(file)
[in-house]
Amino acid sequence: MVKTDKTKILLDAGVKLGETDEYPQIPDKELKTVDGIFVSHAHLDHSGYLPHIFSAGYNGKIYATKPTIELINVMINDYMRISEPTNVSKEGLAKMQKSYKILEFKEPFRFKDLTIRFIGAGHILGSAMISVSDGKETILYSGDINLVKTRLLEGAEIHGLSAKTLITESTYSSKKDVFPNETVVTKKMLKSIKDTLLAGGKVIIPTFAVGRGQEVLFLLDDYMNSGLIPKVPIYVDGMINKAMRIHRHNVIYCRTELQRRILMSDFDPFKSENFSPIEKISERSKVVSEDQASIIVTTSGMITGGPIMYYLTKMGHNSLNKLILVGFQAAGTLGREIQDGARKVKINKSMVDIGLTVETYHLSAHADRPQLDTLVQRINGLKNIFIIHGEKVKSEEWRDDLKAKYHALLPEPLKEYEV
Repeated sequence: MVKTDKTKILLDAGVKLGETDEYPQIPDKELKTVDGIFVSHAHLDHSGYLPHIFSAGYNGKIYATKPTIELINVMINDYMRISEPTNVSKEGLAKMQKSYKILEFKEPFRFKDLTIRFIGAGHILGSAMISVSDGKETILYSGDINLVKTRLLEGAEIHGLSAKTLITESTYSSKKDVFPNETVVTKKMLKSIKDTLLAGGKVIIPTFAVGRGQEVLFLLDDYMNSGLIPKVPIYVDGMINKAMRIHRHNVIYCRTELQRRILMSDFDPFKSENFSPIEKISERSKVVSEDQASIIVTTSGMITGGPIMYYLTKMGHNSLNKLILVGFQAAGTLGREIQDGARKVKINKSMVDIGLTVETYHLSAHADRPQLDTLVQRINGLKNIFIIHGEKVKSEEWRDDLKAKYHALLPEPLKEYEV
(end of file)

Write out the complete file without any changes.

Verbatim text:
[in-house]
Amino acid sequence: MVKTDKTKILLDAGVKLGETDEYPQIPDKELKTVDGIFVSHAHLDHSGYLPHIFSAGYNGKIYATKPTIELINVMINDYMRISEPTNVSKEGLAKMQKSYKILEFKEPFRFKDLTIRFIGAGHILGSAMISVSDGKETILYSGDINLVKTRLLEGAEIHGLSAKTLITESTYSSKKDVFPNETVVTKKMLKSIKDTLLAGGKVIIPTFAVGRGQEVLFLLDDYMNSGLIPKVPIYVDGMINKAMRIHRHNVIYCRTELQRRILMSDFDPFKSENFSPIEKISERSKVVSEDQASIIVTTSGMITGGPIMYYLTKMGHNSLNKLILVGFQAAGTLGREIQDGARKVKINKSMVDIGLTVETYHLSAHADRPQLDTLVQRINGLKNIFIIHGEKVKSEEWRDDLKAKYHALLPEPLKEYEV
Repeated sequence: MVKTDKTKILLDAGVKLGETDEYPQIPDKELKTVDGIFVSHAHLDHSGYLPHIFSAGYNGKIYATKPTIELINVMINDYMRISEPTNVSKEGLAKMQKSYKILEFKEPFRFKDLTIRFIGAGHILGSAMISVSDGKETILYSGDINLVKTRLLEGAEIHGLSAKTLITESTYSSKKDVFPNETVVTKKMLKSIKDTLLAGGKVIIPTFAVGRGQEVLFLLDDYMNSGLIPKVPIYVDGMINKAMRIHRHNVIYCRTELQRRILMSDFDPFKSENFSPIEKISERSKVVSEDQASIIVTTSGMITGGPIMYYLTKMGHNSLNKLILVGFQAAGTLGREIQDGARKVKINKSMVDIGLTVETYHLSAHADRPQLDTLVQRINGLKNIFIIHGEKVKSEEWRDDLKAKYHALLPEPLKEYEV